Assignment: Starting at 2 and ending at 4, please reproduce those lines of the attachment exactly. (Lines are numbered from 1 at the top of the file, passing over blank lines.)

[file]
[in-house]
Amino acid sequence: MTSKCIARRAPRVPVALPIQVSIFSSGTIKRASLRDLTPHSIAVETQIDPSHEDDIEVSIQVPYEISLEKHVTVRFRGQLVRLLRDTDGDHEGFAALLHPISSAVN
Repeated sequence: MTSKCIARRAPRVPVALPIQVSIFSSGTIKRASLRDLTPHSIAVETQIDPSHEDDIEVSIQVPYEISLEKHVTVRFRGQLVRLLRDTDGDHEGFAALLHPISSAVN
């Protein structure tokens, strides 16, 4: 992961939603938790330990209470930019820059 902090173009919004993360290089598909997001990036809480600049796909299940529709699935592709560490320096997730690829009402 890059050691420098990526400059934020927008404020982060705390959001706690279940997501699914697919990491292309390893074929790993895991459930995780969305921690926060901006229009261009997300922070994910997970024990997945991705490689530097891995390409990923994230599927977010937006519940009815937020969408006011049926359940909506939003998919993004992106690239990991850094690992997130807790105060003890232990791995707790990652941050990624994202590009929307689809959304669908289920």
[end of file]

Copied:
Amino acid sequence: MTSKCIARRAPRVPVALPIQVSIFSSGTIKRASLRDLTPHSIAVETQIDPSHEDDIEVSIQVPYEISLEKHVTVRFRGQLVRLLRDTDGDHEGFAALLHPISSAVN
Repeated sequence: MTSKCIARRAPRVPVALPIQVSIFSSGTIKRASLRDLTPHSIAVETQIDPSHEDDIEVSIQVPYEISLEKHVTVRFRGQLVRLLRDTDGDHEGFAALLHPISSAVN
């Protein structure tokens, strides 16, 4: 992961939603938790330990209470930019820059 902090173009919004993360290089598909997001990036809480600049796909299940529709699935592709560490320096997730690829009402 890059050691420098990526400059934020927008404020982060705390959001706690279940997501699914697919990491292309390893074929790993895991459930995780969305921690926060901006229009261009997300922070994910997970024990997945991705490689530097891995390409990923994230599927977010937006519940009815937020969408006011049926359940909506939003998919993004992106690239990991850094690992997130807790105060003890232990791995707790990652941050990624994202590009929307689809959304669908289920």